Entry Into Spain
It remains legal to travel from the UK and to enter Spain for non-essential purposes – even though Spain (including the Canary and Balearic Islands) remains on the UK’s amber travel list.
Currently, UK nationals do not need to provide a health certificate or proof of vaccination to enter Spain. However, you may need to provide this information if you plan to stay in tourist accommodation, other than your own holiday property.
You will need to fill out and sign Spain’s Health Control Form online prior to travelling.
You can view all of the very latest information about entry requirements for Spain by visiting the new Travel Safe Spain website.
Returning To The UK
Spain remains on the UK’s amber travel list.
This requires travellers returning to the UK to take a Covid 19 test three days prior to travel.
You must also book and pay for Covid 19 travel tests prior to arriving in the UK.
You are required to fill out the mandatory online travel locator form.
Be prepared to quarantine for 10 days on your return to the UK OR you if you live in England can opt to end this earlier with the Test To Release scheme.
You pay for a further Covid 19 test which can be taken on your fifth full day back in England – if the test is negative you are then able to end your quarantine.
You can view all of the latest information about UK entry requirements from an amber country on the UK Government website.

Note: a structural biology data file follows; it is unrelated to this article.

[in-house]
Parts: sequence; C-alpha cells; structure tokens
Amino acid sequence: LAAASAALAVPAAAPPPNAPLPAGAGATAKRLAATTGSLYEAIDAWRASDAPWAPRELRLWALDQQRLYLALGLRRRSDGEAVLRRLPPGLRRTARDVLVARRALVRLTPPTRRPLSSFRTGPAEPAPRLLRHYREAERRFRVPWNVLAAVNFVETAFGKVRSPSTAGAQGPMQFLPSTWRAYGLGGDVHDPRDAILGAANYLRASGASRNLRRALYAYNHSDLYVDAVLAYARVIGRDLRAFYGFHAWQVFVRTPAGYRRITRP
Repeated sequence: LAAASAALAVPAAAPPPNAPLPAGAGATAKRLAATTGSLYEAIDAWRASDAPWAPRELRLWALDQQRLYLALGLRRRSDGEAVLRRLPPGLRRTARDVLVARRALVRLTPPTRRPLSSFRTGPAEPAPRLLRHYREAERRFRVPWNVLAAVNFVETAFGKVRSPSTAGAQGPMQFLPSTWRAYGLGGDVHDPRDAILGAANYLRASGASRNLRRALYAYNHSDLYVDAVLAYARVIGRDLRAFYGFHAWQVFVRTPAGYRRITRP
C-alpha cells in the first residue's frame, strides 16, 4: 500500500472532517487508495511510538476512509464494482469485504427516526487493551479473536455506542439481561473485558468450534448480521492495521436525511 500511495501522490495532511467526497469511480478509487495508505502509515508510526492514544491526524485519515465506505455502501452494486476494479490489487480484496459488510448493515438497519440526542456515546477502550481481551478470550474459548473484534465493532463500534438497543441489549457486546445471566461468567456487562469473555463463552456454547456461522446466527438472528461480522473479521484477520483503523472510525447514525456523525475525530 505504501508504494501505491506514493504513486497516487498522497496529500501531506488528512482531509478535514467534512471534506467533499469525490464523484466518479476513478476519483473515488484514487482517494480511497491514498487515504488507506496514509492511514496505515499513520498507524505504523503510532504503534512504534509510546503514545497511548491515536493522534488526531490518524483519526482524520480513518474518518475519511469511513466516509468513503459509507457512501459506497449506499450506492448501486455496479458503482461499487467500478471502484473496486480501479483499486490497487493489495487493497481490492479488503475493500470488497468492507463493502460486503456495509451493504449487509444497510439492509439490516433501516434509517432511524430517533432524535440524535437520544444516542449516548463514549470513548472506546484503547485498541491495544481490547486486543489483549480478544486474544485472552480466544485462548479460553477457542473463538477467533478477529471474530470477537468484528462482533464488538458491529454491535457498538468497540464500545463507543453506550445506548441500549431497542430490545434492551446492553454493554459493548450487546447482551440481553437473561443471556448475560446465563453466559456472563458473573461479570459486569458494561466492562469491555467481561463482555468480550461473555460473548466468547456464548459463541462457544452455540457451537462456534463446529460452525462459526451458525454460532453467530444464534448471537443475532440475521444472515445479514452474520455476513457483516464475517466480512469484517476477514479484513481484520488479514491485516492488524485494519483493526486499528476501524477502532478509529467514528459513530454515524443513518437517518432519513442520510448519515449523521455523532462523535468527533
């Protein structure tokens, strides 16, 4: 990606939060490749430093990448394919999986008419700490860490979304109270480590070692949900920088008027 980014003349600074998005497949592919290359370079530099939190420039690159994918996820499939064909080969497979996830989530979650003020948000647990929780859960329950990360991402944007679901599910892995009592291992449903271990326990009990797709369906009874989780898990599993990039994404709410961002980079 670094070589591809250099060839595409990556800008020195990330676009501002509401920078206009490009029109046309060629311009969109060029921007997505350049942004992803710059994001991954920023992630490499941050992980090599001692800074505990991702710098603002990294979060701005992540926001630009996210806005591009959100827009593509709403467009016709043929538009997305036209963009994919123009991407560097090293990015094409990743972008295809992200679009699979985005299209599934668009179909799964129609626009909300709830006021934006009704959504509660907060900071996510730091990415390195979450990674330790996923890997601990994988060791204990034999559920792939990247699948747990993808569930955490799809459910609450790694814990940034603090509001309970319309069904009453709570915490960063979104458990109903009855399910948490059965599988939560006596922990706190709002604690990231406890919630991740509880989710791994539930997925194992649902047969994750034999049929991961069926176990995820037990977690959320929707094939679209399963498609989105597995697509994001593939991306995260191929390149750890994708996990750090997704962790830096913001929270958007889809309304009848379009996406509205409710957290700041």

As of May 20th the Spanish Government is permitting arrivals from the UK and entry into Spain for British nationals without any negative covid test or vaccination proof requirement.
However, the whole of Spain, including the islands, remains on the UK Government’s amber list. Which means that whilst it is not illegal to travel to Spain anyone returning to the UK from Spain will be required to quarantine for 10 days and to take a Covid test before arriving in the UK. As well as on or before days two and eight of their quarantine.
The Spanish Government has now updated their rules governing who can and cannot now enter spain from the UK. Whilst the UK now permits second homeowners to visit Spain, Spain will not allow visitors from the UK arriving on residential property related business entry to the country for the forseeable future.
As a result, in general terms, British citizens cannot currently travel to Spain. There are some exceptions…including
- If married or related to EU citizens
- Long term Spanish visa holders
- Health care professionals
- Transport workers
- Diplomats, military and members of international organistions
- Students – in possesion of Spanish visa and medical insurance
New changes to the laws and regulations that govern travel between the UK to Spain have been announced this week. Making it possible for British owners of second homes in Spain to visit their properties as early as this April BUT only under specific circumstances.